Contribution of obesity to international differences in life expectancy

Am J Public Health. 2011 Nov;101(11):2137-43. doi: 10.2105/AJPH.2011.300219. Epub 2011 Sep 22.


Objectives: The United States has the highest prevalence of obesity and one of the lowest life expectancies among high-income countries. We investigated the relationship between these 2 phenomena.

Methods: We estimated the fraction of deaths attributable to obesity by country, age, and sex and reestimated life tables after removing these deaths. To allow for a possible secular decline in obesity risks, we employed alternative risks from a more recent period.

Results: In our baseline analysis, obesity reduced US life expectancy at age 50 years in 2006 by 1.54 years (95% confidence interval [CI] = 1.37, 1.93) for women and by 1.85 years (95% CI = 1.62, 2.10) for men. Removing the effects of obesity reduced the US shortfall by 42% (95% CI = 36, 48) for women and 67% (95% CI = 57, 76) for men, relative to countries with higher life expectancies. Using more recently recorded risk data, we estimated that differences in obesity still accounted for a fifth to a third of the shortfall.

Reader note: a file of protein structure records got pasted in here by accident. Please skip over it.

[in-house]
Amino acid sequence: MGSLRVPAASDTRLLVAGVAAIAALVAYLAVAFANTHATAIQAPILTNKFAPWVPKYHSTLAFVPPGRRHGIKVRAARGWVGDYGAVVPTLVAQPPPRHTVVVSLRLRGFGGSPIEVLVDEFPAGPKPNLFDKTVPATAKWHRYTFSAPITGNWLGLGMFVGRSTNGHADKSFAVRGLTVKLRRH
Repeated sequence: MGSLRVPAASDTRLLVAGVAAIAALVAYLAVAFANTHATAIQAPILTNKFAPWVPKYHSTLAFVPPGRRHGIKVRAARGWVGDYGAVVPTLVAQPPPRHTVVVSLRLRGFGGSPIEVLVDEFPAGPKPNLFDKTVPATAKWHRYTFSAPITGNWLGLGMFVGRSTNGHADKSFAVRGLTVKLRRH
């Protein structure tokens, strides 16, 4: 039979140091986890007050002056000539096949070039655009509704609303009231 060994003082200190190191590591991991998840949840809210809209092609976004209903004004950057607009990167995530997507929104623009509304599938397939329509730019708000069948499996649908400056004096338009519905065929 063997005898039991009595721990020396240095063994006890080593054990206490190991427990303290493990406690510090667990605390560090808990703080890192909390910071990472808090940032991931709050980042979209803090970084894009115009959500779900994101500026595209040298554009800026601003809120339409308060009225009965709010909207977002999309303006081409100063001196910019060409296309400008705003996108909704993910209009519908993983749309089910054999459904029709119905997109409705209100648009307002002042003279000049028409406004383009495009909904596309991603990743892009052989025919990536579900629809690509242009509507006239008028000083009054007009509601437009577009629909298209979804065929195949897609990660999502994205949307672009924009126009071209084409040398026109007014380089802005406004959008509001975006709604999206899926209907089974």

Conclusions: The high prevalence of obesity in the United States contributes substantially to its poor international ranking in longevity.

Publication types

  • Research Support, U.S. Gov't, Non-P.H.S.

MeSH terms

  • Age Distribution
  • Aged
  • Aged, 80 and over
  • Developed Countries / statistics & numerical data
  • Female
  • Global Health / statistics & numerical data*
  • Humans
  • Life Expectancy*
  • Male
  • Middle Aged
  • Obesity / epidemiology*
  • Obesity / mortality
  • Prevalence
  • Sex Distribution
  • United States / epidemiology